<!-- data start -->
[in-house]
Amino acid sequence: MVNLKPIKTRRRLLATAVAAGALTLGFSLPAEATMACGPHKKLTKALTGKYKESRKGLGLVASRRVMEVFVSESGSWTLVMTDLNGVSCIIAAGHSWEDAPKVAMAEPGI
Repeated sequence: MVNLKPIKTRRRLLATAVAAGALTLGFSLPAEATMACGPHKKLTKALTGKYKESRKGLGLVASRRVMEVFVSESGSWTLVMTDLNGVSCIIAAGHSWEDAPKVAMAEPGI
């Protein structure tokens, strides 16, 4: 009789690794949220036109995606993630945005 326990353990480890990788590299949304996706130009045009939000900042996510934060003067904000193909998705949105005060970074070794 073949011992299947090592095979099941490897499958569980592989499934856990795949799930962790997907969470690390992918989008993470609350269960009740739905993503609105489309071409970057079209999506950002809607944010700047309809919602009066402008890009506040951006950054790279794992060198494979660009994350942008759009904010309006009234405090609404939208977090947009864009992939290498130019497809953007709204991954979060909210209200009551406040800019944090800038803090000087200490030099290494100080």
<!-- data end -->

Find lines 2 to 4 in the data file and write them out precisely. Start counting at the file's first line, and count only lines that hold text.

Amino acid sequence: MVNLKPIKTRRRLLATAVAAGALTLGFSLPAEATMACGPHKKLTKALTGKYKESRKGLGLVASRRVMEVFVSESGSWTLVMTDLNGVSCIIAAGHSWEDAPKVAMAEPGI
Repeated sequence: MVNLKPIKTRRRLLATAVAAGALTLGFSLPAEATMACGPHKKLTKALTGKYKESRKGLGLVASRRVMEVFVSESGSWTLVMTDLNGVSCIIAAGHSWEDAPKVAMAEPGI
């Protein structure tokens, strides 16, 4: 009789690794949220036109995606993630945005 326990353990480890990788590299949304996706130009045009939000900042996510934060003067904000193909998705949105005060970074070794 073949011992299947090592095979099941490897499958569980592989499934856990795949799930962790997907969470690390992918989008993470609350269960009740739905993503609105489309071409970057079209999506950002809607944010700047309809919602009066402008890009506040951006950054790279794992060198494979660009994350942008759009904010309006009234405090609404939208977090947009864009992939290498130019497809953007709204991954979060909210209200009551406040800019944090800038803090000087200490030099290494100080």